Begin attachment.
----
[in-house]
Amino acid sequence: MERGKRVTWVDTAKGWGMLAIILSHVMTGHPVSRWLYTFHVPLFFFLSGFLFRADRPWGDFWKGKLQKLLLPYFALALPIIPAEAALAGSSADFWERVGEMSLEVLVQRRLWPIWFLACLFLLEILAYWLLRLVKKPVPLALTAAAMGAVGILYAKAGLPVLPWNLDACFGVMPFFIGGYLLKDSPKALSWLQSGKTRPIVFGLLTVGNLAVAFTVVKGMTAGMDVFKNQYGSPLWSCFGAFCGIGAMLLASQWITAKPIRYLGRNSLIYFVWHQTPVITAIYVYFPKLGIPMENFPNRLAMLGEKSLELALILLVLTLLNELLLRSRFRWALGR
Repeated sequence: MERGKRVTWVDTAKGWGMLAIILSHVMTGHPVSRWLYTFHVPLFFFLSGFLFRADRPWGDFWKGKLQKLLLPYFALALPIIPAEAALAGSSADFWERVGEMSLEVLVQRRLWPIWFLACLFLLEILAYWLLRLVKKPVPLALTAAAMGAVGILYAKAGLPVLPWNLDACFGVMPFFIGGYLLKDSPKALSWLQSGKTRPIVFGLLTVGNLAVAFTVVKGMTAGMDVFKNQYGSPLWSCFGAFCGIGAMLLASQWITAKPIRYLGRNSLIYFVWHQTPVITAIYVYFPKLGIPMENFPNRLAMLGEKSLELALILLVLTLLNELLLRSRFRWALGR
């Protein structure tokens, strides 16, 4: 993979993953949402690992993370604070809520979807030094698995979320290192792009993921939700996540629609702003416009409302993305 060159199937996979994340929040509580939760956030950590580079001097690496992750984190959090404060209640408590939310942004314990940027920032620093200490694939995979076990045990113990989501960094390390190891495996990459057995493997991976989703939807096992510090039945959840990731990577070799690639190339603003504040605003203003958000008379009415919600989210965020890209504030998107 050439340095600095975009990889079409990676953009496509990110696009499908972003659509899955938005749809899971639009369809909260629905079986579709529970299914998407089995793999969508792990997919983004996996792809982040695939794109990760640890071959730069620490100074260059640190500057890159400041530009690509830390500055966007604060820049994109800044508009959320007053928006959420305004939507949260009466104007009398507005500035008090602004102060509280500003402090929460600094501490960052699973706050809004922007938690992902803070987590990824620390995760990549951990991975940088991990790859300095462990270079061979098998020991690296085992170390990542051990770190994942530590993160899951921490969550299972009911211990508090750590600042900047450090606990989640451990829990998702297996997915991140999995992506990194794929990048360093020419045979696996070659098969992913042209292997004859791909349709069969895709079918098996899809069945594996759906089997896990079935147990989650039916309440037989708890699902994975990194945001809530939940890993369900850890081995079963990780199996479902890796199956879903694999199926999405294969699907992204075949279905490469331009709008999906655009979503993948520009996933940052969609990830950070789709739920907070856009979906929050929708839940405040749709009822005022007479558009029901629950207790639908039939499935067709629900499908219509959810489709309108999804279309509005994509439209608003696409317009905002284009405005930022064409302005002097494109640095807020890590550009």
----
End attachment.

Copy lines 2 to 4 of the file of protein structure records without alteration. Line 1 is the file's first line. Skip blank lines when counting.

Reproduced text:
Amino acid sequence: MERGKRVTWVDTAKGWGMLAIILSHVMTGHPVSRWLYTFHVPLFFFLSGFLFRADRPWGDFWKGKLQKLLLPYFALALPIIPAEAALAGSSADFWERVGEMSLEVLVQRRLWPIWFLACLFLLEILAYWLLRLVKKPVPLALTAAAMGAVGILYAKAGLPVLPWNLDACFGVMPFFIGGYLLKDSPKALSWLQSGKTRPIVFGLLTVGNLAVAFTVVKGMTAGMDVFKNQYGSPLWSCFGAFCGIGAMLLASQWITAKPIRYLGRNSLIYFVWHQTPVITAIYVYFPKLGIPMENFPNRLAMLGEKSLELALILLVLTLLNELLLRSRFRWALGR
Repeated sequence: MERGKRVTWVDTAKGWGMLAIILSHVMTGHPVSRWLYTFHVPLFFFLSGFLFRADRPWGDFWKGKLQKLLLPYFALALPIIPAEAALAGSSADFWERVGEMSLEVLVQRRLWPIWFLACLFLLEILAYWLLRLVKKPVPLALTAAAMGAVGILYAKAGLPVLPWNLDACFGVMPFFIGGYLLKDSPKALSWLQSGKTRPIVFGLLTVGNLAVAFTVVKGMTAGMDVFKNQYGSPLWSCFGAFCGIGAMLLASQWITAKPIRYLGRNSLIYFVWHQTPVITAIYVYFPKLGIPMENFPNRLAMLGEKSLELALILLVLTLLNELLLRSRFRWALGR
């Protein structure tokens, strides 16, 4: 993979993953949402690992993370604070809520979807030094698995979320290192792009993921939700996540629609702003416009409302993305 060159199937996979994340929040509580939760956030950590580079001097690496992750984190959090404060209640408590939310942004314990940027920032620093200490694939995979076990045990113990989501960094390390190891495996990459057995493997991976989703939807096992510090039945959840990731990577070799690639190339603003504040605003203003958000008379009415919600989210965020890209504030998107 050439340095600095975009990889079409990676953009496509990110696009499908972003659509899955938005749809899971639009369809909260629905079986579709529970299914998407089995793999969508792990997919983004996996792809982040695939794109990760640890071959730069620490100074260059640190500057890159400041530009690509830390500055966007604060820049994109800044508009959320007053928006959420305004939507949260009466104007009398507005500035008090602004102060509280500003402090929460600094501490960052699973706050809004922007938690992902803070987590990824620390995760990549951990991975940088991990790859300095462990270079061979098998020991690296085992170390990542051990770190994942530590993160899951921490969550299972009911211990508090750590600042900047450090606990989640451990829990998702297996997915991140999995992506990194794929990048360093020419045979696996070659098969992913042209292997004859791909349709069969895709079918098996899809069945594996759906089997896990079935147990989650039916309440037989708890699902994975990194945001809530939940890993369900850890081995079963990780199996479902890796199956879903694999199926999405294969699907992204075949279905490469331009709008999906655009979503993948520009996933940052969609990830950070789709739920907070856009979906929050929708839940405040749709009822005022007479558009029901629950207790639908039939499935067709629900499908219509959810489709309108999804279309509005994509439209608003696409317009905002284009405005930022064409302005002097494109640095807020890590550009």